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Lasers in space


New member
Aug 12, 2009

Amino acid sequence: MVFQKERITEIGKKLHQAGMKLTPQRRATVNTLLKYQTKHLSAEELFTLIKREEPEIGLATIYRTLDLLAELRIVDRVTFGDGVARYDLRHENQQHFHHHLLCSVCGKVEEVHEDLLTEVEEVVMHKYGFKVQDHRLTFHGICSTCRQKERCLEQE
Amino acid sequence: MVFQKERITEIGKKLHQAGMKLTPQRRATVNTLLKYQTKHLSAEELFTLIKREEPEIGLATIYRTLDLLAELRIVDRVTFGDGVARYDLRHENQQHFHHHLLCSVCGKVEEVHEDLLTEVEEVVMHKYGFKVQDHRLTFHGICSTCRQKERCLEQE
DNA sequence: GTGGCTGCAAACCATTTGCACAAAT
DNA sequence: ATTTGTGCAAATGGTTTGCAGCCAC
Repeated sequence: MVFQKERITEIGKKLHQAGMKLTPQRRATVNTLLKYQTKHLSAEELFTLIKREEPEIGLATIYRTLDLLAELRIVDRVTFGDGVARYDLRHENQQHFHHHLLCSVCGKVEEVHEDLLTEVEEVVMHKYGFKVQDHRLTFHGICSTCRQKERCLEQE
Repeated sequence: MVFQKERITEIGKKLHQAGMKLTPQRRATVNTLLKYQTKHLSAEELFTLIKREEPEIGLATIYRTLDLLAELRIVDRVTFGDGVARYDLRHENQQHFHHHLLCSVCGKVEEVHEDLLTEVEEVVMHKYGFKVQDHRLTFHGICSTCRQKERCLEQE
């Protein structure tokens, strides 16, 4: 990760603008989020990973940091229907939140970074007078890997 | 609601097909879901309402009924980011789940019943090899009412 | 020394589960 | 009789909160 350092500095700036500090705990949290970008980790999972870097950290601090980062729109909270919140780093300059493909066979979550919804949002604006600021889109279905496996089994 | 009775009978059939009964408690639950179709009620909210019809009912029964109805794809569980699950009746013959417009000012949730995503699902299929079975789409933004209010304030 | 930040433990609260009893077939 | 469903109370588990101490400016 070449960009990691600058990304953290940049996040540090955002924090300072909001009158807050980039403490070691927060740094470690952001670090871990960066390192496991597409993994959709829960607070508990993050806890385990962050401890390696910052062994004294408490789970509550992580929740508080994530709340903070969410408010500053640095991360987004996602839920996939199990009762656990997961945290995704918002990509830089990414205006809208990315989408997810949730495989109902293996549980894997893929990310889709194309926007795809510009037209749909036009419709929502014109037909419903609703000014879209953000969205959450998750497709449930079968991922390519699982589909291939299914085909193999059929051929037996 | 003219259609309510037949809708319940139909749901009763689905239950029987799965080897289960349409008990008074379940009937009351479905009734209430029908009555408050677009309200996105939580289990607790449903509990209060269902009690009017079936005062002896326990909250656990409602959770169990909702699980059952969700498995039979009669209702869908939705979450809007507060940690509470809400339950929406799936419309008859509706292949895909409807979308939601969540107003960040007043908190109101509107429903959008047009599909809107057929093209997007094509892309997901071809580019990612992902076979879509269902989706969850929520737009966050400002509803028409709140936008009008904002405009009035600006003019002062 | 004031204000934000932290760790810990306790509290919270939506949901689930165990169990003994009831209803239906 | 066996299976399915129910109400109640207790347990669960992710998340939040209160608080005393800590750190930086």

The space is a "near vacuum" media, so the less matter it has the less visibility of the beam will be seen. In a perfect vacuum light travels at the constant speed c. When a photon interacts with matter it is absorbed by the atom (actually a bound electron), and sometimes it is emitted away some time AFTER. The energy of an absorbed photon turns into movement of the atom (burning), and when re-emitted maybe in a different angle and/or different wavelenght (fluorescency) and depending of the nature of the matter being entered sometimes the photon is reemited the same way it was absorbed, allowing the light to travel across the matter (transparency) or even be reflected. When the light enters a solid/liquid/gas this event occurs LOTS of times delaying "apparently" the speed of light. But this is only apparent, the speed of the photon along its way from atom to atom is always the constant speed of light c. The apparent delay comes from the interval the light is absorbed/reemited from atoms, that is actually a little amount of time, but not zero. So, depending of the kind of matter this delay could be more or less producing a slightly different "apparent" speed of light.
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